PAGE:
Paganini Cantabile has guitar accompaniment too. That's a very "accessible" kind of classical-genre tune.

July 16, 2018, 7:18 PM · Thank you, Paul, for the story and the suggestion. I must have mistaken Ashokan Farewell for something else. After your comment, I was curious and looked it up on YouTube. It is quite lovely, and there's an arrangment for violin, guitar, and piano.
As a side note, I'm curious about Katie's comment of performing it at church and for a memorial. Does it happen to be religious, or did you choose it for its sad, melancholy element for those occasions?
July 16, 2018, 9:56 PM · It's not a religious piece. It's very popular though and I guess you could call it melancholy. I bet it is requested at memorials with some regularity.
July 20, 2018, 8:41 PM · It's apparently unheard of or impossible for violin to be the accompaniment for guitar, or piano, which I guess I knew but hoped it wouldn't be the case...alas. I'm going to compose at least one for the occasion. I've never composed for guitar before, and I rarely compose for piano. But I don't see how difficult it can be, given I already play the piano and I can always ask the guitarists if it makes sense to them or not. Though I don't know if one of them can read sheet music; he may simply read tabulation, or learn by ear. Hmm.
Does anyone know the composer of this:
Edited: July 24, 2018, 2:02 PM · Take a look at the "Fake Books". They are written as melody lines with chord charts. Any decent guitarist can play off of chord charts, and the format allows for some improvisation by both the violin and guitar. The jazz standards and Latin/Brazilian tunes are a good choice.
July 28, 2018, 11:40 PM · How experienced are you as a violinist? I have a version of Sarasate's "Romanza Andalaluza," Op. 22, No. 1, arranged for violin and guitar. The solo violin part is quite challenging (in the doublestop section). If you have another violinist, I also have the solo part divided into a duet for easier playing.
July 29, 2018, 7:41 AM · Margaret's Waltz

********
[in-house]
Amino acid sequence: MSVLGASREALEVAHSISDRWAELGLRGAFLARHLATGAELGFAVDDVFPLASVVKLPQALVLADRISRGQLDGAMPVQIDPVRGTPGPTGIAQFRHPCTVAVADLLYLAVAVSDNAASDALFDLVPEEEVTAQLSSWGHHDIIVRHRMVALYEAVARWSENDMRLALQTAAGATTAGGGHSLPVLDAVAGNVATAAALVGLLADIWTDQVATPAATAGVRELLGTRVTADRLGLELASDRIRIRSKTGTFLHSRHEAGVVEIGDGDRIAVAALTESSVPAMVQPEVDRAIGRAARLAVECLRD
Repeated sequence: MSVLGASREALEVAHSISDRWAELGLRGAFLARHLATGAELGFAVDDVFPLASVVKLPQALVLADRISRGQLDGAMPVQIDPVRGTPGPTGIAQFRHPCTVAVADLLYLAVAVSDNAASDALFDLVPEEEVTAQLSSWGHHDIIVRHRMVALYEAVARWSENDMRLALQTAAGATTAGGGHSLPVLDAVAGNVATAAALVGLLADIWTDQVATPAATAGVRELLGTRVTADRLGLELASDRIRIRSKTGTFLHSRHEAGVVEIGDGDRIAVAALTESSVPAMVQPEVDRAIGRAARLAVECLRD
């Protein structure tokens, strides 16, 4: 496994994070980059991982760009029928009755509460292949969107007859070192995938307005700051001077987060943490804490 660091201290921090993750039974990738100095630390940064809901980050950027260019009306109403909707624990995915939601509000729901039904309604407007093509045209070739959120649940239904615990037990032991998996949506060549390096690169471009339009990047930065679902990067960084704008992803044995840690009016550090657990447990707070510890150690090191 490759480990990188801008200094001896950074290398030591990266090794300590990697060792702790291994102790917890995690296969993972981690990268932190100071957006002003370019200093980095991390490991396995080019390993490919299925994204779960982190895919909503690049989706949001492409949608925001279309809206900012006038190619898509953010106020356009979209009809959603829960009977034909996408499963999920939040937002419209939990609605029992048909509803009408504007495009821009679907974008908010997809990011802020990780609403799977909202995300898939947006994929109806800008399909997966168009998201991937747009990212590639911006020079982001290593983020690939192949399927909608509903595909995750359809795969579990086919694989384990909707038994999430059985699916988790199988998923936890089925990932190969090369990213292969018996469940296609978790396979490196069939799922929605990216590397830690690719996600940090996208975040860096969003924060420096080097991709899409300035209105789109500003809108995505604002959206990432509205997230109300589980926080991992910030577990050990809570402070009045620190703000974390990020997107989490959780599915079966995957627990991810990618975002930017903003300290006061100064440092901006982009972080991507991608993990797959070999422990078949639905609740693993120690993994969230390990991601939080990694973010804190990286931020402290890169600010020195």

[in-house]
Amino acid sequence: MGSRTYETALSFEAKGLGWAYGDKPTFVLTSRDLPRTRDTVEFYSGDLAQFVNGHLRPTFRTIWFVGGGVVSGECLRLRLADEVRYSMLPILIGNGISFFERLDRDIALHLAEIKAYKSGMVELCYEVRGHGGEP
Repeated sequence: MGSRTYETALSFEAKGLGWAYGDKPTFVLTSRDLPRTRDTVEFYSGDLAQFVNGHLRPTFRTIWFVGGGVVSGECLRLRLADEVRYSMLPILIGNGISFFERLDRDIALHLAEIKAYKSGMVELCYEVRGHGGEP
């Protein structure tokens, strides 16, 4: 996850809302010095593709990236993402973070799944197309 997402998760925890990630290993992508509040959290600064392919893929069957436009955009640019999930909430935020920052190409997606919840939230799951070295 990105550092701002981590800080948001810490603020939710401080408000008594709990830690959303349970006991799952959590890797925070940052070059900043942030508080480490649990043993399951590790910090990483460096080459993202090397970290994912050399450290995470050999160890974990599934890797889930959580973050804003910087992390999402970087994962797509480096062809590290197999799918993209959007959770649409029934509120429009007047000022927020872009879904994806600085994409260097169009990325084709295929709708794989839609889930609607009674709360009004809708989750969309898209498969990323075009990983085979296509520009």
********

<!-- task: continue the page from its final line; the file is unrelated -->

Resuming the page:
Midnight on the Water
Donegal Mazurka
Down Longford Way
Will Ye Go Lassie?
Ye Banks and Braes
Elliot Finn MacDonald
The Rowan Tree
Michael's Mazurka
Bytt-Lasses Brudmarsch

... thousands of them, really

Of course you need to run through things a couple of times, at least.

While the piano is playing the melody, either the violin can sit out (rest), or play chords with a groove, or weave a low counter line with lots of spaces where the melody is busy.

Every guitar player can comp tunes like this (chords in a groove, melodic runs, bass runs to link chords. They know this stuff.)

Have fun.

Play a few while people are arriving, and play for at least two brackets of dances.

July 30, 2018, 4:35 AM · Personally I really enjoy Shostakovich Waltz Number 2, it's really quite straightforward but it sounds nice to my ear.
July 30, 2018, 2:37 PM · Thank you!
Joel Quivey, I will look at those, thanks.
Joel Jacklich I can play Monti's Czardas fairly decently, though I do have some difficulty with the double stops, quick notes, shifting, etc. I've listened to the Sarasate before, but I'm not too familiar with it, so I'll have to listen to a performance on YouTube.
I don't know a violinist in the area. My aunt is a total beginner, so that isn't really an option.
Graeme, thanks for the list!
Peter, I agree. I love the Second Waltz. I'm learning it on the piano, though I'm having a bit of difficulty with the octaves, as I have smaller hands.

I'm still planning to compose a couple, though haven't gotten any further yet than choosing a key.